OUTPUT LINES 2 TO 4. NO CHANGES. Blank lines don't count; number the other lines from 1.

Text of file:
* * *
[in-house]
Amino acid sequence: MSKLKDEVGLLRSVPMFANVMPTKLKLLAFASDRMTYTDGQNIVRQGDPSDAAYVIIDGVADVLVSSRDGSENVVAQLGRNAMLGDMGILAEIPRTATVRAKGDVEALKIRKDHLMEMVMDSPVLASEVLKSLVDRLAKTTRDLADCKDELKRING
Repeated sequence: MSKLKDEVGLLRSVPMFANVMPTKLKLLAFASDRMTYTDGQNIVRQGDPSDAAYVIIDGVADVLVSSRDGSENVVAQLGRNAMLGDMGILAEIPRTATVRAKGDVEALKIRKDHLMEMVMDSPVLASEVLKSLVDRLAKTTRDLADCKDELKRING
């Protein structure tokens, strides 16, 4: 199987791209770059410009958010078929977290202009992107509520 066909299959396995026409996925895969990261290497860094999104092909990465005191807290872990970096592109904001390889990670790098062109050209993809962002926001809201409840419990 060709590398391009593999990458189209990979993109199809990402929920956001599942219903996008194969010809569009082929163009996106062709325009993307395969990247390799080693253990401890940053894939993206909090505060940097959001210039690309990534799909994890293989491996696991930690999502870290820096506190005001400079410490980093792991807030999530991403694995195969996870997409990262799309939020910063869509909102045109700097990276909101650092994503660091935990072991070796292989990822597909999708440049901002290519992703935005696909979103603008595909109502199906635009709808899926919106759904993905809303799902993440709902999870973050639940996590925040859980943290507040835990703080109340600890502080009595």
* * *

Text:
Amino acid sequence: MSKLKDEVGLLRSVPMFANVMPTKLKLLAFASDRMTYTDGQNIVRQGDPSDAAYVIIDGVADVLVSSRDGSENVVAQLGRNAMLGDMGILAEIPRTATVRAKGDVEALKIRKDHLMEMVMDSPVLASEVLKSLVDRLAKTTRDLADCKDELKRING
Repeated sequence: MSKLKDEVGLLRSVPMFANVMPTKLKLLAFASDRMTYTDGQNIVRQGDPSDAAYVIIDGVADVLVSSRDGSENVVAQLGRNAMLGDMGILAEIPRTATVRAKGDVEALKIRKDHLMEMVMDSPVLASEVLKSLVDRLAKTTRDLADCKDELKRING
């Protein structure tokens, strides 16, 4: 199987791209770059410009958010078929977290202009992107509520 066909299959396995026409996925895969990261290497860094999104092909990465005191807290872990970096592109904001390889990670790098062109050209993809962002926001809201409840419990 060709590398391009593999990458189209990979993109199809990402929920956001599942219903996008194969010809569009082929163009996106062709325009993307395969990247390799080693253990401890940053894939993206909090505060940097959001210039690309990534799909994890293989491996696991930690999502870290820096506190005001400079410490980093792991807030999530991403694995195969996870997409990262799309939020910063869509909102045109700097990276909101650092994503660091935990072991070796292989990822597909999708440049901002290519992703935005696909979103603008595909109502199906635009709808899926919106759904993905809303799902993440709902999870973050639940996590925040859980943290507040835990703080109340600890502080009595």